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Friends Peter Galvin, Kevin O’Brien with his bike and Michael Devery. Kevin got his stolen bike back in a sting operation. Picture: Emer O’Brien
Friends Peter Galvin, Kevin O’Brien with his bike and Michael Devery. Kevin got his stolen bike back in a sting operation. Picture: Emer O’Brien
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Sting operation leads to the return of a Cork man's bike

A €700 bike was retrieved in a “sting operation” by its owner this week after it turned up on Done Deal.

Three weeks after Kevin O’Brien had his Felt road bike taken from the grounds of University College Cork campus while working in the Glucksman, he came across it on the buy and sell website, Done Deal.

“It was the middle of May and I had just finished work at 5pm. My bike had been locked to the bike rack just inside the gates of UCC,” said Kevin.

He reported the theft to UCC Campus security and the gardaí and through CCTV footage found out that the bike had been taken just 15 minutes earlier, by two individuals who cut the cable lock with lock cutters.

Kevin said the gardaí told him to keep checking online sale sites in case it turned up and Kevin said he checked them all constantly for about a week, before giving up.

“I figured it was time to move on,” Kevin said.

“But then one night last week, I just got the inclination to check Done Deal again and I saw a bike that looked like mine.”

Kevin said he contacted the seller and told him he was from West Cork and asked him to send more specific photos of the bike before travelling up to buy it.

“The photos on the website were fairly bad quality so I needed to confirm it was my bike.

The young professional, who volunteers with Mad About Cork, an organisation which works towards enhancing the city of Cork with street art, said after he saw the extra photos, he knew it was his bike.

“I knew it was mine: one bald tyre at the front, new tyre on the back, light fitting under the seat, cleat peddles and a bell on the front.”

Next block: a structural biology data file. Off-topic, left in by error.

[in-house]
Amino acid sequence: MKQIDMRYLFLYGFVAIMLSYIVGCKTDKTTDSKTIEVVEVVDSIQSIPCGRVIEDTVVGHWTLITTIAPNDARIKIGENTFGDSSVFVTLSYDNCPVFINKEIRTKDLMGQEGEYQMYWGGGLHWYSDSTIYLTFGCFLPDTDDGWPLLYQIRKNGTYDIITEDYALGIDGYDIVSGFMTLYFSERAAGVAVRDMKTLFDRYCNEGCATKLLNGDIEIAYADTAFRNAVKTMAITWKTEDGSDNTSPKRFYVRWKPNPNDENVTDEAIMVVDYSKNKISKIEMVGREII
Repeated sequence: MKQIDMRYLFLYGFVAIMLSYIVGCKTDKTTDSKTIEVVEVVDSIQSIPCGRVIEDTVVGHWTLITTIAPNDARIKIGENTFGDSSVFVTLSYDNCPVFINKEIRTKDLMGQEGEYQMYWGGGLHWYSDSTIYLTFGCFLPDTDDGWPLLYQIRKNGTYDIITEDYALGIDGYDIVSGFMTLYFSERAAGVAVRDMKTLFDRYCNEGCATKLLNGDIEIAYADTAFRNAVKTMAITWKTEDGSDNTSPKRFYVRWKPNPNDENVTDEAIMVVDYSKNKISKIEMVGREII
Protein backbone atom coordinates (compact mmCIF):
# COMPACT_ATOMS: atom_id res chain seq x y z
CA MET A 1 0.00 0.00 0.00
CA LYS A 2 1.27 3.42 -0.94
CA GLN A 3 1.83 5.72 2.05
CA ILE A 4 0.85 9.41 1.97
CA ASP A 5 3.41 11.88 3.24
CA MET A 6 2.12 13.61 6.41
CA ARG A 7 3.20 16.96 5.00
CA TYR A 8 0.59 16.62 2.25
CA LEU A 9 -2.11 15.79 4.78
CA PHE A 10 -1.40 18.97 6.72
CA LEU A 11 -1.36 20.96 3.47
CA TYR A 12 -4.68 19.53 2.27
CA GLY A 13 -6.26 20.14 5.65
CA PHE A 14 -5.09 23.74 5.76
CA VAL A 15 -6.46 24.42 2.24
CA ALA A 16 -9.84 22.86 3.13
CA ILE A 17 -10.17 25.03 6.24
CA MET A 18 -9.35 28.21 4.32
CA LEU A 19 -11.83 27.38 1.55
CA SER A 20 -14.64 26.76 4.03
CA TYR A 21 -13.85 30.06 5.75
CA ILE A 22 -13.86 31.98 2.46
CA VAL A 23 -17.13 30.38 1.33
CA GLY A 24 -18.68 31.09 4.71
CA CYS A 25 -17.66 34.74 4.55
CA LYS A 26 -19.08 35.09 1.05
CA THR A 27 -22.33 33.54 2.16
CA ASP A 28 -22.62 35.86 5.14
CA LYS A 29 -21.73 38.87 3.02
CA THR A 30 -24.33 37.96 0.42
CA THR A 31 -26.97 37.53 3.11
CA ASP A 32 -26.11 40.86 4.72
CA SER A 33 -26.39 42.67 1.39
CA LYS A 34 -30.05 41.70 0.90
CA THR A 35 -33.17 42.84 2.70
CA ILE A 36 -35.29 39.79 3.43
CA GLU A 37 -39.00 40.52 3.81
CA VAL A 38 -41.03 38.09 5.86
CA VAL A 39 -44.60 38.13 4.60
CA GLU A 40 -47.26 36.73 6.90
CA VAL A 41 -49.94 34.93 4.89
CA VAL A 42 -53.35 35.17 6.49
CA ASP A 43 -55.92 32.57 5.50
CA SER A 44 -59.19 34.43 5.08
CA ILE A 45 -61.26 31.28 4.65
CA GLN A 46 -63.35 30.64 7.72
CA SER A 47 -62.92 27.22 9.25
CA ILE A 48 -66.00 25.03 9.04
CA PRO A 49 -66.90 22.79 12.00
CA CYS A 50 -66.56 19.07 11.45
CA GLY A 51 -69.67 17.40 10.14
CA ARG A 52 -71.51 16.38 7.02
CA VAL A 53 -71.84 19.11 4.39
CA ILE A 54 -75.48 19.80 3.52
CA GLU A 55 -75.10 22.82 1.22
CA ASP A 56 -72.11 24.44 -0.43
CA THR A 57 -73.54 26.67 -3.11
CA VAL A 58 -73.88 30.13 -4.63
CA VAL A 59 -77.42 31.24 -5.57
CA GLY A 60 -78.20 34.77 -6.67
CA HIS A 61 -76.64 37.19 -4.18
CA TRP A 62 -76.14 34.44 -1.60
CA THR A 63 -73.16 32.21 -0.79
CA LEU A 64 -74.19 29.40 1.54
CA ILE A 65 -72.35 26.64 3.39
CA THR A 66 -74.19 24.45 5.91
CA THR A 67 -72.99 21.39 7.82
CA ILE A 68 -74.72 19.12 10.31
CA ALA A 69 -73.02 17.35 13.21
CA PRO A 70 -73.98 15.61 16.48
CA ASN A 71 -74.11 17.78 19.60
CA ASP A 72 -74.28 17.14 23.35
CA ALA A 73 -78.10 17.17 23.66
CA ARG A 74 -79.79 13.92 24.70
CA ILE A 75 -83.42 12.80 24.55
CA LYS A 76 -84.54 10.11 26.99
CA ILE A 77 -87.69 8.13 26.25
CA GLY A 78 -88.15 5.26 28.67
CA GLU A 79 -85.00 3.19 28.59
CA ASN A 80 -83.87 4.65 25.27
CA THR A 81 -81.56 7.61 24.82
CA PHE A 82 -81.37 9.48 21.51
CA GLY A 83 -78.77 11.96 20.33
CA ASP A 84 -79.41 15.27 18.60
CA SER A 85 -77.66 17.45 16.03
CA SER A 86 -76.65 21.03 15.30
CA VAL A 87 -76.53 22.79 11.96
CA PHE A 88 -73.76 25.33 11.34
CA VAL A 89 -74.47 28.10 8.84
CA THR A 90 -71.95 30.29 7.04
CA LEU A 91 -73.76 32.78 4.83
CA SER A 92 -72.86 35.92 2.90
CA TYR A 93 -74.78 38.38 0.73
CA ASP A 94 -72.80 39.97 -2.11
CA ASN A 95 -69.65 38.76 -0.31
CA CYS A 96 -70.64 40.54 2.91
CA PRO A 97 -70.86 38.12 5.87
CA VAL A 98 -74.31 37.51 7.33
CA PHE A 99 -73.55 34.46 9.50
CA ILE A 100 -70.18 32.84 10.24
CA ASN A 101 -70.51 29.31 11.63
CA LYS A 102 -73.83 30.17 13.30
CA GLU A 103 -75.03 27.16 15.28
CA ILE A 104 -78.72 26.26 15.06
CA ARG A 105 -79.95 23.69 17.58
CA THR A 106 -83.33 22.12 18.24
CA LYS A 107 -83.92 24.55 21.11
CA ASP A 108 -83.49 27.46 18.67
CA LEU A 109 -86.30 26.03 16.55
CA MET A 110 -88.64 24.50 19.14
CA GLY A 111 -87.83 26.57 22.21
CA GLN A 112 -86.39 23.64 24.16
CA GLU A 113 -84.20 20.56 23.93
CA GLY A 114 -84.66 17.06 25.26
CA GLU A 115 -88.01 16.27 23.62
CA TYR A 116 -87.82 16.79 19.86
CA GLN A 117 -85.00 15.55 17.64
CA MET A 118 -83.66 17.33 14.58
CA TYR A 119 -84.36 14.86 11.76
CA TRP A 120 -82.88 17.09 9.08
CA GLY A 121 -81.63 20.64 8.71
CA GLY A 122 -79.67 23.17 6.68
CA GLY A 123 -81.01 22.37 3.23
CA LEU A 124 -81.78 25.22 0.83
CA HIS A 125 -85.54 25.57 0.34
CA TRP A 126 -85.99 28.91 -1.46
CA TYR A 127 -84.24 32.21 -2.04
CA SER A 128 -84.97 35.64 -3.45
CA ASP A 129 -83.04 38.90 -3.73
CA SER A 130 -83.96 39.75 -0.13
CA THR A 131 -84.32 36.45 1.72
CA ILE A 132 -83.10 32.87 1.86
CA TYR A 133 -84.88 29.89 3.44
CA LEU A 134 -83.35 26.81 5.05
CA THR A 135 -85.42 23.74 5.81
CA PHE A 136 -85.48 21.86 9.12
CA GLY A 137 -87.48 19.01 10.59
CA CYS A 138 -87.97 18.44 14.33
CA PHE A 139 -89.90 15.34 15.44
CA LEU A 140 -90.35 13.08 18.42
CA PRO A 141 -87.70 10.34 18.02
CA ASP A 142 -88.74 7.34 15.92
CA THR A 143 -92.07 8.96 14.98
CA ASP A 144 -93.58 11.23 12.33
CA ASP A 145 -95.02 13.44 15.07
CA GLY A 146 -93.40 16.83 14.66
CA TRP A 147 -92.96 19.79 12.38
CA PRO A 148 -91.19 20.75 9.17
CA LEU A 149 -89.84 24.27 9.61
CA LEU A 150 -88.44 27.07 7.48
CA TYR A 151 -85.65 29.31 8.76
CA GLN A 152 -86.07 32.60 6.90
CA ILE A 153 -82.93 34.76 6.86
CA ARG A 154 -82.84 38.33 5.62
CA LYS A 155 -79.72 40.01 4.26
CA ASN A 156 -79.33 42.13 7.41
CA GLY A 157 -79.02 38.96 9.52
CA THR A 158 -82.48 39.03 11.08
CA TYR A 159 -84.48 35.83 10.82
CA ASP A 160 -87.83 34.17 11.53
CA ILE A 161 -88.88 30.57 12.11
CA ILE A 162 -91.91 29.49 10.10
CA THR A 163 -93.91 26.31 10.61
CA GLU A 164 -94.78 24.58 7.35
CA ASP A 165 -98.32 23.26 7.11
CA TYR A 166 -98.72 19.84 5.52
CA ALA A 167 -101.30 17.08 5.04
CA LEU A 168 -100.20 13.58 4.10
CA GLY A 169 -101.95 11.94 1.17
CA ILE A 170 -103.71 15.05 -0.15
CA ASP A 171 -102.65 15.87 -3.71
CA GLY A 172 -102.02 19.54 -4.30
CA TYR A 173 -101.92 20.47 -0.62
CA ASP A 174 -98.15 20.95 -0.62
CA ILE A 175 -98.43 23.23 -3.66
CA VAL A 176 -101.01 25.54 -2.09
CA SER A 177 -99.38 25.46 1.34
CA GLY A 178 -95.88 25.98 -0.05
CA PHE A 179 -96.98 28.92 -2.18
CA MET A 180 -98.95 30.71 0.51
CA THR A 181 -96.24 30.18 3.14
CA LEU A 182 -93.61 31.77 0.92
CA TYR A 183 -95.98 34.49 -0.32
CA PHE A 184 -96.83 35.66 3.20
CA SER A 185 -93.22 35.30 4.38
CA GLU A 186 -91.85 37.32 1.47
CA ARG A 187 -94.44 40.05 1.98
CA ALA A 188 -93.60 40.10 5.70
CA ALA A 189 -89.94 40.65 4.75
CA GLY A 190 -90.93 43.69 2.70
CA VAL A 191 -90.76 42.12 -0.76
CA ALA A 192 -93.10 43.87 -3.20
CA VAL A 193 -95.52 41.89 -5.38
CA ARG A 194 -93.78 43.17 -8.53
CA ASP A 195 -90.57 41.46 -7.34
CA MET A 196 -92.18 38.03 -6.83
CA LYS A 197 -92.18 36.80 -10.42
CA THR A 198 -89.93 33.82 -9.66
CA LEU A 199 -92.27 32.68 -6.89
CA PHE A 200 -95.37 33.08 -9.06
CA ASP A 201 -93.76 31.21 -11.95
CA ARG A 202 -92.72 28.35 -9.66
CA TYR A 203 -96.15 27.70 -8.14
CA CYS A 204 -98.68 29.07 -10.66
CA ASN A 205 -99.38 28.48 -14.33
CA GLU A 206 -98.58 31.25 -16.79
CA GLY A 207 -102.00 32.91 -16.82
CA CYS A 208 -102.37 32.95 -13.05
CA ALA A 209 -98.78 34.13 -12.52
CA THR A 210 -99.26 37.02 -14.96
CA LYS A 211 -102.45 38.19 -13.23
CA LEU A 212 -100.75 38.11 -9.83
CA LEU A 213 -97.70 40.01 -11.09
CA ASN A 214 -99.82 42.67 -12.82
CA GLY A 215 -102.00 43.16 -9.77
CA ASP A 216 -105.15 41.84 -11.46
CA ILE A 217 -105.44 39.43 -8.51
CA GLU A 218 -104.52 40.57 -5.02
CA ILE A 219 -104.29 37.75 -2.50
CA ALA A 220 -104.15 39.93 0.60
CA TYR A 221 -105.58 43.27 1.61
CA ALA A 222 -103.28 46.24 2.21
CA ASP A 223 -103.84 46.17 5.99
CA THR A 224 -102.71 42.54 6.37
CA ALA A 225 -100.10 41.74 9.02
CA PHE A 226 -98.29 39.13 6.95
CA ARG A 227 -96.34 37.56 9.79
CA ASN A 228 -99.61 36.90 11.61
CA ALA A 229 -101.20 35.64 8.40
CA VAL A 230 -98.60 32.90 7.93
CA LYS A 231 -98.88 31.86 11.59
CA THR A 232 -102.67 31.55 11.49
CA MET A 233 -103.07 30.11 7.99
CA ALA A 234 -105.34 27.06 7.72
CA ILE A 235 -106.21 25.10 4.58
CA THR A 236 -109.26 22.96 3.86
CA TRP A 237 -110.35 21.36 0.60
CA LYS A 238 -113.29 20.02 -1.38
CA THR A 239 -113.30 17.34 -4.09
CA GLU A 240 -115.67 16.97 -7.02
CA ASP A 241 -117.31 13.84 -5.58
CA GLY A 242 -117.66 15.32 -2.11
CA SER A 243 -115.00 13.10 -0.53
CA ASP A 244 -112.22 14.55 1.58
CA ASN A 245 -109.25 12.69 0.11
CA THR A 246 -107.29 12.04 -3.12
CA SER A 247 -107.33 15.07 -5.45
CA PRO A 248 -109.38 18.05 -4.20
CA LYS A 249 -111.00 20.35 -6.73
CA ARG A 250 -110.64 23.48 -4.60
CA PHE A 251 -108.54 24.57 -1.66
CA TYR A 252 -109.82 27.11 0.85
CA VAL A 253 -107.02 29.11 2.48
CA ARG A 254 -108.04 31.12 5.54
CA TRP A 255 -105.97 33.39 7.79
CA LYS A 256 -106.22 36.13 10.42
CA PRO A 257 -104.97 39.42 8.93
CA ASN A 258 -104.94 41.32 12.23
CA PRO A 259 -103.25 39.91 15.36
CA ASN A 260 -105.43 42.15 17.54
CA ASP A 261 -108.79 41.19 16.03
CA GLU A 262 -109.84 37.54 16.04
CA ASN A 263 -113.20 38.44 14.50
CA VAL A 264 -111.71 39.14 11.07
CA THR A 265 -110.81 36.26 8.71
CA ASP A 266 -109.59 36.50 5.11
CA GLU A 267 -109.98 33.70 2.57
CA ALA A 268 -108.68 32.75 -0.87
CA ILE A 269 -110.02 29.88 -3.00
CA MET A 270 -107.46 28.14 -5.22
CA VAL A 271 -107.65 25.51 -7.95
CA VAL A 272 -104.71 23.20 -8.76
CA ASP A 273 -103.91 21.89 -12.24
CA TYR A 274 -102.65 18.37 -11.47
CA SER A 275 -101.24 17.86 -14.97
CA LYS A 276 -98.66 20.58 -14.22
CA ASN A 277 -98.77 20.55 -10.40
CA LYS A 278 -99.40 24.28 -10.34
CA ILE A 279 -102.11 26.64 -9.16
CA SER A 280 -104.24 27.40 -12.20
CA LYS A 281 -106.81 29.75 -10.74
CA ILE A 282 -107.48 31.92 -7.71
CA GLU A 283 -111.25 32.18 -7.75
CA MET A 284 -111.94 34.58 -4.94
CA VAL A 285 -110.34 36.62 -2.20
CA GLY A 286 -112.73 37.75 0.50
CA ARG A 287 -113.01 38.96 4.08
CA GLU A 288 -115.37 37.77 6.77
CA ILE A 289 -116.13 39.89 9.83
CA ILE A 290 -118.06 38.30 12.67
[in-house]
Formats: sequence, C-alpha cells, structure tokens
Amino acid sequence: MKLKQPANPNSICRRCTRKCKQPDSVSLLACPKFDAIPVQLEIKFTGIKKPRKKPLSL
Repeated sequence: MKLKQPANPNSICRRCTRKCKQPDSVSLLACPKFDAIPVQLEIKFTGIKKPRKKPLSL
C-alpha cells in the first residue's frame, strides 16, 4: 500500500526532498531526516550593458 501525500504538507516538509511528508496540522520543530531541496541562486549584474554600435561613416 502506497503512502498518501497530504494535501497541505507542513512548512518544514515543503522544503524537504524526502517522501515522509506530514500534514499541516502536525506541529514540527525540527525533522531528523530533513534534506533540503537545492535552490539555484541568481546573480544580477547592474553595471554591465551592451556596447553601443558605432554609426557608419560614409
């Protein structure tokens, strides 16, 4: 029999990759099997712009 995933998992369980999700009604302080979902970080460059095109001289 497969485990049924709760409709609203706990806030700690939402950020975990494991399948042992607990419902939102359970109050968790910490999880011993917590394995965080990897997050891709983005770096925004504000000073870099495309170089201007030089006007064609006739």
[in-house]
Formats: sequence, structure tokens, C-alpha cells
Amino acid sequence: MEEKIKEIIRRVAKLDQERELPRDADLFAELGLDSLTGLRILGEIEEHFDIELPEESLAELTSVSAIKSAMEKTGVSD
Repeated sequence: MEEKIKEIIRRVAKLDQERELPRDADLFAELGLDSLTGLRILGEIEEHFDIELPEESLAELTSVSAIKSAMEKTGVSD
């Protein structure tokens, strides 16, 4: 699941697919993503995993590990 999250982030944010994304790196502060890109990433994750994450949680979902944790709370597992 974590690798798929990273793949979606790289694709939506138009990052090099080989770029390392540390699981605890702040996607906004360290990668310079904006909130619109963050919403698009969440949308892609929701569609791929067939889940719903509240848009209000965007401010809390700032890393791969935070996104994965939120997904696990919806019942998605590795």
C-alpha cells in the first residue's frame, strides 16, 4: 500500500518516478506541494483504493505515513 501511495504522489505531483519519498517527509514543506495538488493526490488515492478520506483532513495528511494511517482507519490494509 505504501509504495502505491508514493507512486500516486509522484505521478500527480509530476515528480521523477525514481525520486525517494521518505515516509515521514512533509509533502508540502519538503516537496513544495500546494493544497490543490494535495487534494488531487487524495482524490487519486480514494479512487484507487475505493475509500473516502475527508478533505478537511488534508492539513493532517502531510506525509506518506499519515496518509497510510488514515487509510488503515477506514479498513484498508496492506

Kevin arranged to meet the seller in Wilton and attempted to liaise with the gardaí to have a member of the force there to confront the individual.

“I had been dealing with a guard and asked him to come along, but he got called away to work in Clare for the Donald Trump visit,” he said.

The savvy cyclist arranged to meet the seller at Tesco, Wilton, and had his wife videoing the encounter through a window in Tesco and two friends on stand by to jump in on cue.

“I examined the bike again and I knew by the handlebars it was mine. They were covered in spray paint!”

Kevin said that he had agreed with his friends, who were casually browsing magazines and newspapers at a nearby paper stand, that he would sit on the bike if he was sure it was his and was going to confront the seller.

“I sat on the bike and my two friends came over, one of them was a big guy too, and was a bouncer experienced in dealing with confrontation.”

Kevin said he was just about to tell the man selling his bike that he knew it had been robbed when one of his friends stole his thunder.

“He came over and explained the situation before I had a chance!” Kevin said.

After confronting the seller, who was a man in his 50s, Kevin said the individual went as white as a sheet and was shaking uncontrollably.

“I’ve never seen anything like it,” Kevin said.

“The blood drained from his face. I thought he was going to have a heart attack.”

Kevin said after they confronted him, his story of how he came to have the bike completely changed.

“All of a sudden he had bought it at a car boot sale.”

Following the past few week’s exciting events, a wiser Kevin had this advice for fellow cyclists.

“Make sure you have a good bike lock and know your serial number.

“It makes getting your bike back a lot easier. I had my receipt, but if I had my serial number it would have been better,” he said.